Lyle Alzado – Bronk Stinson – Ernest Goes to Camp (1987)
Any reason to bring up Ernest Goes to Camp is a good one. End of discussion.

Jim Brown – Fireball – The Running Man (1987), Slammer – I’m Gonna Git You Sucka (1988)
Okay, so Jim Brown was not a defender. Who cares? This is Joe Sports Fan, not U.S. News & World Report. I’m sure he made a tackle or two after an interception during his career. I refuse to leave the man that played Fireball off this list completely.


Snail Mail Makes Big Comeback with NFL Lotharios

July 8, 2011

Dallas Cowboys wide receiver Roy Williams made headlines this week when it was revealed that he mailed a $76,000 engagement ring, along with a pre-recorded marriage proposal, to a former Texas beauty pageant winner.

Although difficult to understand why that didn’t turn out so well, it hasn’t stopped the idea of using snail mail to make advances toward women from making a big comeback in the NFL.

Yes, it seems the ongoing lockout and looming work stoppage isn’t the only thing taking us back to 1987.  One of the primary advantages of snail mail (or “the mail” as it used to be called) is that it makes it much more difficult to have your indiscretions immediately plastered all over the internet.

That is unless JSF happens to get a hold of it. Enter Brett Favre, who learned his lesson after getting caught using a cell phone to leave voice mails and send lewd photos to sideline reporter Jenn Sterger.

That lesson? No more smartphones. All you need to creepily stalk women is paper, a pencil, and a Polariod:

Favre Letter to Mistress

What’s amazing is how Favre managed to top Williams on the immaturity scale, with his proposition straight out of fifth grade.  Regardless, the informational caption on the Polaroid was a nice touch.

But Williams and Favre aren’t alone. New York Jets head coach Rex Ryan found some time to slip out and do some shopping when he was supposed to be hunkered down in a war room at this year’s NFL draft.

Rex Ryan's High Heel

Apparently he couldn’t wait to share his shopping conquest with his wife, so he had them shipped overnight. Which is just one more advantage of traditional mail, namely, you can’t fit size nine wides in an e-mail.


You Can Take the Mask Off Now, Tony

April 29, 2011

Tony La Russa isn’t really a big football fan type. The sport is far too barbaric for an enlightened fellow like the St. Louis Cardinals skipper. I’m guessing he’d be more at home attending an upscale wine tasting or the symphony. As far as bowls go, he’s obviously more Puppy than Super.

Which is why it’s kind of ironic that his daughter, Bianca, recently made the Oakland Raiders cheerleading squad.

Raiders fans are notorious for taking barbarism to a whole new level. Nothing exemplifies this more than the costume-clad weirdos that make up the Black Hole, a designated  area of the Coliseum occupied by the team’s rowdiest (read: dumbest) fans.

However, according to JSF sources, Tony has been getting into the Raiders spirit since Bianca became a Raiderette, even going as far as reserving a spot in the Black Hole so he can watch his daughter cheer in person. Of course, this requires he don a scary costume and mask. Thankfully, in light of recent events and diseases, this shouldn’t be a problem.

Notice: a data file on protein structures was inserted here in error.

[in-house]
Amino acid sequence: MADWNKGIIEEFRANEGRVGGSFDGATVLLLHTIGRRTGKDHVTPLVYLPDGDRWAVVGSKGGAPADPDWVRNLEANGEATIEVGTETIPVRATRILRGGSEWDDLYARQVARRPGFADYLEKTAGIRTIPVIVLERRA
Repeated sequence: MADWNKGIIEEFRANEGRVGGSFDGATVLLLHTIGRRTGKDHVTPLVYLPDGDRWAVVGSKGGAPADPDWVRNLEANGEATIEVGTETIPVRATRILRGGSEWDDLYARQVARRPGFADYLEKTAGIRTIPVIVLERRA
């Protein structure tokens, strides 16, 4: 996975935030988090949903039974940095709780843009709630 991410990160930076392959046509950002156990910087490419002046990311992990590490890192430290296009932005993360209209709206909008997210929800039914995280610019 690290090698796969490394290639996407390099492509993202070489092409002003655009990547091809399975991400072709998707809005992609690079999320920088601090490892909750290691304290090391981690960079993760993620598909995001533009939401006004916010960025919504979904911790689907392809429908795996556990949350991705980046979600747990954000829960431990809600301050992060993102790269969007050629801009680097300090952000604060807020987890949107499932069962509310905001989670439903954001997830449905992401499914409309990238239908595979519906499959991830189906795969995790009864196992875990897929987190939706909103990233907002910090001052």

This is the father of an NFL cheerleader? Really? All things considered though, it’s a good thing La Russa is only a fan of the Raiderettes and not their manager. Otherwise, given his well-known preference for veterans over youth, you might get a cheerleading squad that looks something like this:

Although at four feet 10 inches tall, Estelle Getty is a prime candidate for a middle infield spot. Just ask Aaron Miles, Mike Gallego, César Izturis, and Nick Punto.


Tale of the Tape: NFL vs. Modern-Day Slavery

March 17, 2011

Minnesota Vikings running back Adrian Peterson raised some eyebrows this week when he likened the current NFL labor situation to “modern-day slavery” in an interview with Yahoo Sports.

Peterson might be surprised to know that modern-day slavery actually still exists, most often in the form of bonded labor and human trafficking.  So perhaps we shouldn’t be so hasty as to dismiss his claims as yet another pampered, out-of-touch professional athlete spouting off about the hardships of being a twenty-something millionaire adored by fans for playing a game.

Instead, let’s go to the tale of the tape: Working for the NFL vs. Modern-Day Slavery…

It was a close call, but I think the NFL players may have a better set up.  Thankfully, I’m guessing most players–including Green Bay Packers running back Ryan Grant –would agree.

Besides, it might not even be the worst analogy we’ve heard lately, given that Dwayne Wade said people act like the World Trade Center collapsed every time the Miami Heat lose a few games, and Orlando Magic head coach Stan Van Gundy compared NBA commissioner David Stern to Libyan dictator Muammar Gaddafi because of the lack of flagrant fouls drawn by center Dwight Howard.

At least their comments make it crystal clear that one thing you do not need to make your living in the professional sports world is perspective.